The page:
How the determinants of health explain why some individuals and groups have better or worse health than others

How the determinants of health explain why some individuals and groups have better or worse health than others2017-04-03T21:38:06+10:00

The Preliminary PDHPE syllabus asks you to investigate how the determinants of health explain why some individuals and groups have better or worse health than others. When you do HSC PDHPE you will learn more about particular groups who experience inequities in health, such as: Aboriginal and Torres Strait Islanders, socioeconomically disadvantaged people, or the elderly. These inequities are caused by the determinants working in relationship with each other.

Let’s investigate how the determinants of health explain why some individuals and groups have better or worse health than others by looking at socioeconomically disadvantaged people. The Australian Institute of Health and Welfare provide the following information:

In Australia, people who are more socioeconomically advantaged-that is, they are better educated, have better jobs and more money-are often healthier than those who are not. For example, when compared across socioeconomic groups, both deaths and hospitalisations due to cardiovascular disease are higher for those in the lowest (worse-off ) socioeconomic group (AIHW 2011c). This is often referred to as the socioeconomic gradient of health.

[1]

An individual’s level of education directly impacts their employment options and level of income (of course these are generalisations and there are exceptions, but this is the norm). Lower income means your choice of environment to live is also limited. Lower income levels cannot afford to live int he city or on the beach. They may not afford to own their house, and can even be in housing commission, where living conditions are not ideal. Where you live can affect your access to health services, and lower income levels will also impact a person’s access to some health services not covered by Medicare, such as dental or natural therapies.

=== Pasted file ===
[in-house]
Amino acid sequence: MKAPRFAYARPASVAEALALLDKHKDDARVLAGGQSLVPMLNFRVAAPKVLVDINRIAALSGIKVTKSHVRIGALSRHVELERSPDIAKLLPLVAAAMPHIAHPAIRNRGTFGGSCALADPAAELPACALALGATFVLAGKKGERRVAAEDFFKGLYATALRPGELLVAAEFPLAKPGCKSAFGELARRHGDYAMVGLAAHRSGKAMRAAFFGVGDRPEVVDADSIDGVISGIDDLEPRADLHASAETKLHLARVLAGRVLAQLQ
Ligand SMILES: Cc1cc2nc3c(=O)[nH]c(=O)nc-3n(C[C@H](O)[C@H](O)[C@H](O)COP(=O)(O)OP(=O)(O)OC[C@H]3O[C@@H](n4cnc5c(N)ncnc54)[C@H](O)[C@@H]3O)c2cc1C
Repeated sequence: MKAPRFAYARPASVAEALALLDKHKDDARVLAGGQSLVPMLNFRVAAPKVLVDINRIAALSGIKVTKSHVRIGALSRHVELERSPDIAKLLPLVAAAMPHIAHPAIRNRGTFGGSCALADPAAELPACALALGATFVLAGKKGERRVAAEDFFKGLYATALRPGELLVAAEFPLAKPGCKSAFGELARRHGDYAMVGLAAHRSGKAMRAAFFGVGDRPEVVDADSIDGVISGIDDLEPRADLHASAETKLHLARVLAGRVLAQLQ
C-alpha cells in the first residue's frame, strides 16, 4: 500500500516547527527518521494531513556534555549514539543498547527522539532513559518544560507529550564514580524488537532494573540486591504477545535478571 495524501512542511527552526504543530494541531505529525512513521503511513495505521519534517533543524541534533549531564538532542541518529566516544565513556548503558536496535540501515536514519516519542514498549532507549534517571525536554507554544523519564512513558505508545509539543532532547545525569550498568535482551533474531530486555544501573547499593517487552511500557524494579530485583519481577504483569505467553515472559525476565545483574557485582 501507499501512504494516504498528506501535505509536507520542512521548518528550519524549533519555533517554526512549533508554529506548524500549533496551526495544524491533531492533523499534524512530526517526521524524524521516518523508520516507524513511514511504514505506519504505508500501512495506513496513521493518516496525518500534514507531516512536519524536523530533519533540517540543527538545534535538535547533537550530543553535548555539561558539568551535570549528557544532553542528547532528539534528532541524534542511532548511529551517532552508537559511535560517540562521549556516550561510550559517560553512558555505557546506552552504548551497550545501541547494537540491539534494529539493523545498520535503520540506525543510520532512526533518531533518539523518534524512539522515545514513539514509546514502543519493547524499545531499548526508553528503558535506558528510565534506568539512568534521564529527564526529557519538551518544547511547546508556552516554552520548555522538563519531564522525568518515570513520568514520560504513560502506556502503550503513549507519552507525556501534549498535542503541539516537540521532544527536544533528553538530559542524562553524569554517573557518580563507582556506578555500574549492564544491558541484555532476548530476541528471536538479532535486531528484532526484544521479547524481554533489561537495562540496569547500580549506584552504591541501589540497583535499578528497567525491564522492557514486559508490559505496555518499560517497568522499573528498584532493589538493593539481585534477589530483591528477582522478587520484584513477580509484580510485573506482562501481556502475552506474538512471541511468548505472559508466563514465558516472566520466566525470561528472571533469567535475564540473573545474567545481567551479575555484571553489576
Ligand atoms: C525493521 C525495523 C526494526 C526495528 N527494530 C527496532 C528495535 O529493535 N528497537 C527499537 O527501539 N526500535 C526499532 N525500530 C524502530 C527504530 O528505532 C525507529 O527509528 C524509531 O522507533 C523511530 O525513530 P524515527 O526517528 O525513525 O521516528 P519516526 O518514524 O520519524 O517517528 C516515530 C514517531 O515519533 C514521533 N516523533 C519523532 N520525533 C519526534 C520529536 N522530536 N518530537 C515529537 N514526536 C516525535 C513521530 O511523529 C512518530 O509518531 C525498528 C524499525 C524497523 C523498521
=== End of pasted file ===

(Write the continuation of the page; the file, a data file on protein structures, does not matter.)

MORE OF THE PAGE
Lower levels of education also result in lower health literacy. This leads to poorer health choices, higher risk behaviours, and lower protective behaviours. Socioeconomically disadvantaged people often live in similar areas where housing is cheaper. This can lead to peer groups and communities that have higher rates of violence, alcohol consumption and theft. It can be dangerous to go for a walk at night after work, or to use public transport, even though they may not be able to afford a car.

For statistics on the health of socioeconomically disadvantaged people, click here.

This is how the determinants of health explain why some individuals and groups have better or worse health than others. Some people are born into a social situation where they have less money, live in poorer areas, difficult schools, or have a family that do not value health and participate in more risk behaviours. Such situations result in poorer health outcomes for the individual in this group. Conversely if someone is born into a wealthy family, with high levels of education and who place a high value on health, they are more likely to have better health outcomes. Health is a result not just of individual choices, but of the society and context such an individual is born into.

The video below provides a good inside into the current economic and education distribution in the world.

[1] http://www.aihw.gov.au/chronic-disease/risk-factors/ch2/#other-risk